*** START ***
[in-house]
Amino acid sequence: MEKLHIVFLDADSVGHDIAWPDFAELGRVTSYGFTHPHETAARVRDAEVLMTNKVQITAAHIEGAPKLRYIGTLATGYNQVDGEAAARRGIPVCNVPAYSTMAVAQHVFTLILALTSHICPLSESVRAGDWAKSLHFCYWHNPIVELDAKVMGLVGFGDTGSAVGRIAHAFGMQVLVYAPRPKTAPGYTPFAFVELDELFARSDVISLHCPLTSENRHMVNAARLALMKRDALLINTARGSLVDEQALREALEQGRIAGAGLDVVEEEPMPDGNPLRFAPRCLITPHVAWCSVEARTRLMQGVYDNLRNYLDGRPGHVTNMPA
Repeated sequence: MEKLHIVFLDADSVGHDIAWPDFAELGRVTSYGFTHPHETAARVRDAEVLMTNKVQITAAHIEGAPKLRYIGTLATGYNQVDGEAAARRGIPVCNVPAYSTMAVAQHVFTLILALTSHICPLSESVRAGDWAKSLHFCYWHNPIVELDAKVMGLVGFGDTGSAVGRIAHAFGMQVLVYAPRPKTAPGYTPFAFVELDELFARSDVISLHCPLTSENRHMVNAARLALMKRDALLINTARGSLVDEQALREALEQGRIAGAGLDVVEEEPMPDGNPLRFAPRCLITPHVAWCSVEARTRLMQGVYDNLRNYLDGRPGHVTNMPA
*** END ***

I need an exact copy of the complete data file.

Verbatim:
[in-house]
Amino acid sequence: MEKLHIVFLDADSVGHDIAWPDFAELGRVTSYGFTHPHETAARVRDAEVLMTNKVQITAAHIEGAPKLRYIGTLATGYNQVDGEAAARRGIPVCNVPAYSTMAVAQHVFTLILALTSHICPLSESVRAGDWAKSLHFCYWHNPIVELDAKVMGLVGFGDTGSAVGRIAHAFGMQVLVYAPRPKTAPGYTPFAFVELDELFARSDVISLHCPLTSENRHMVNAARLALMKRDALLINTARGSLVDEQALREALEQGRIAGAGLDVVEEEPMPDGNPLRFAPRCLITPHVAWCSVEARTRLMQGVYDNLRNYLDGRPGHVTNMPA
Repeated sequence: MEKLHIVFLDADSVGHDIAWPDFAELGRVTSYGFTHPHETAARVRDAEVLMTNKVQITAAHIEGAPKLRYIGTLATGYNQVDGEAAARRGIPVCNVPAYSTMAVAQHVFTLILALTSHICPLSESVRAGDWAKSLHFCYWHNPIVELDAKVMGLVGFGDTGSAVGRIAHAFGMQVLVYAPRPKTAPGYTPFAFVELDELFARSDVISLHCPLTSENRHMVNAARLALMKRDALLINTARGSLVDEQALREALEQGRIAGAGLDVVEEEPMPDGNPLRFAPRCLITPHVAWCSVEARTRLMQGVYDNLRNYLDGRPGHVTNMPA